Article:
Public toilets are set to reopen along the north Norfolk coast in time for the bank holiday weekend.

Eastern Daily Press: Sarah Butikofer. Picture: NNDCSarah Butikofer. Picture: NNDC (Image: Archant)

North Norfolk District Council has so far resisted reopening its public loos as a way of discouraging visitors because of coronavirus fears.

But the council has now said that of its 39 public toilets, nine in coastal towns and villages would reopen on Friday, May 22.

It follows reports from last weekend of some visitors weeing in public places due to a lack of loos.

Sarah Butikofer, council leader, said: “Following feedback that the lack of toilet facilities at a few key locations was potentially causing a public health issue, and in consultation with local communities, we have decided to open nine of our 39 public toilets from this Friday.

Eastern Daily Press: Public toilets in Sheringham in Lushers Passage. Picture: MARK BULLIMOREPublic toilets in Sheringham in Lushers Passage. Picture: MARK BULLIMORE (Image: Archant Norfolk 2016)

“These should provide adequate facilities for north Norfolk residents and any visitors travelling around the district to take their exercise, as permitted during this latest phase of the UK’s efforts to contain the spread of coronavirus.

“We would ask all visitors who use our facilities to please respect the beautiful locations they are visiting and remember these areas are people’s homes too.”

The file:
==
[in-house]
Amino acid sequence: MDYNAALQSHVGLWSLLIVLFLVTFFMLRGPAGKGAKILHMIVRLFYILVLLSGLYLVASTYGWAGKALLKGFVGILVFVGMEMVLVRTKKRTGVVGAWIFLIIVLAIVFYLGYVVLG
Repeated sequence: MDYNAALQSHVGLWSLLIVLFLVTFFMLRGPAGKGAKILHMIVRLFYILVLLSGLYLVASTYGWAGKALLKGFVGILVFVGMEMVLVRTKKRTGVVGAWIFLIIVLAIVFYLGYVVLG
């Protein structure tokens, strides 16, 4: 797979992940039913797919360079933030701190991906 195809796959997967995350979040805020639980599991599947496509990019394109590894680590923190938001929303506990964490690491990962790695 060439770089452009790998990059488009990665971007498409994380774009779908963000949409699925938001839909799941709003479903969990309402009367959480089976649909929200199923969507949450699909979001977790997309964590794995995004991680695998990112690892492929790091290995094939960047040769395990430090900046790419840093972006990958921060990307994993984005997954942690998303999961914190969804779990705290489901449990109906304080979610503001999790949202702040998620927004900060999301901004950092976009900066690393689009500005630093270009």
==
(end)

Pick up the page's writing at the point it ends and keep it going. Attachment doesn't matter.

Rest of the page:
The toilets that will reopen, from 9am to 6pm daily, are at the Meadows Car Park, Cromer; Lushers Passage, High Street, Sheringham; Beach Road, Wells; The Quay at Blakeney; Water Lane, West Runton; Coast Road, Mundesley; Coast Road, Walcott; Beach Road, Sea Palling and Station Road, Hoveton.

Mrs Butikofer added: “We are constantly reviewing all of our public facilities, to ensure we find the right balance between sensible measures to preserve public health during the lockdown and the need to ensure we don’t attract large crowds of visitors to the area at this time, until the government advice changes that non-essential retail and leisure businesses can commence trading.

“In general, with the virus unfortunately still at large in our communities and therefore still posing a serious threat to life, the main message to visitors is still very much to stay away until it is safe to return. It is still not yet fully safe for you to travel here, or for us to welcome you back.”